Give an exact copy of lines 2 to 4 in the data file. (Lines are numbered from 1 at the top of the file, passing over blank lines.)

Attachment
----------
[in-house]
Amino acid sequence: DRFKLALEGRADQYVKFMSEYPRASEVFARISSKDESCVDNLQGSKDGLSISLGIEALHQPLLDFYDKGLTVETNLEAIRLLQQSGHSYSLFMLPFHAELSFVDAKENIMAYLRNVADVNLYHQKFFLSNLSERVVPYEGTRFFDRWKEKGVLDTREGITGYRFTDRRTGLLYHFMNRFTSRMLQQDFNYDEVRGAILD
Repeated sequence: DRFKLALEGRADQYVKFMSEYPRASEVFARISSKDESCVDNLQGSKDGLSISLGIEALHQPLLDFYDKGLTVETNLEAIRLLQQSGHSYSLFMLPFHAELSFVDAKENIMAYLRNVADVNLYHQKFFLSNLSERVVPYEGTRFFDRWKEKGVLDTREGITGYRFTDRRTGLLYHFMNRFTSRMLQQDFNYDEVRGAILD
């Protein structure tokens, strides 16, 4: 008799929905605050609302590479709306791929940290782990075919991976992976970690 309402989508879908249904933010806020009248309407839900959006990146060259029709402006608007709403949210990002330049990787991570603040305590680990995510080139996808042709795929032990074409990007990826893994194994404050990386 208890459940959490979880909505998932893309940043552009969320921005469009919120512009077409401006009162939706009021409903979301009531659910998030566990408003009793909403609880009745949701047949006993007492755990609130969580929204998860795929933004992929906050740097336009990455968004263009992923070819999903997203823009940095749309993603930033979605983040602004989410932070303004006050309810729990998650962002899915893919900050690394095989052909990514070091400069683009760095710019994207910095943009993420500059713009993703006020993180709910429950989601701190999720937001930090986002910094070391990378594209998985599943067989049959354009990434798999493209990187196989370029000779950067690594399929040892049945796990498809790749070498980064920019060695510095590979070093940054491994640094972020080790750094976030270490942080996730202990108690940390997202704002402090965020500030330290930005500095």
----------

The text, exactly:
Amino acid sequence: DRFKLALEGRADQYVKFMSEYPRASEVFARISSKDESCVDNLQGSKDGLSISLGIEALHQPLLDFYDKGLTVETNLEAIRLLQQSGHSYSLFMLPFHAELSFVDAKENIMAYLRNVADVNLYHQKFFLSNLSERVVPYEGTRFFDRWKEKGVLDTREGITGYRFTDRRTGLLYHFMNRFTSRMLQQDFNYDEVRGAILD
Repeated sequence: DRFKLALEGRADQYVKFMSEYPRASEVFARISSKDESCVDNLQGSKDGLSISLGIEALHQPLLDFYDKGLTVETNLEAIRLLQQSGHSYSLFMLPFHAELSFVDAKENIMAYLRNVADVNLYHQKFFLSNLSERVVPYEGTRFFDRWKEKGVLDTREGITGYRFTDRRTGLLYHFMNRFTSRMLQQDFNYDEVRGAILD
């Protein structure tokens, strides 16, 4: 008799929905605050609302590479709306791929940290782990075919991976992976970690 309402989508879908249904933010806020009248309407839900959006990146060259029709402006608007709403949210990002330049990787991570603040305590680990995510080139996808042709795929032990074409990007990826893994194994404050990386 208890459940959490979880909505998932893309940043552009969320921005469009919120512009077409401006009162939706009021409903979301009531659910998030566990408003009793909403609880009745949701047949006993007492755990609130969580929204998860795929933004992929906050740097336009990455968004263009992923070819999903997203823009940095749309993603930033979605983040602004989410932070303004006050309810729990998650962002899915893919900050690394095989052909990514070091400069683009760095710019994207910095943009993420500059713009993703006020993180709910429950989601701190999720937001930090986002910094070391990378594209998985599943067989049959354009990434798999493209990187196989370029000779950067690594399929040892049945796990498809790749070498980064920019060695510095590979070093940054491994640094972020080790750094976030270490942080996730202990108690940390997202704002402090965020500030330290930005500095």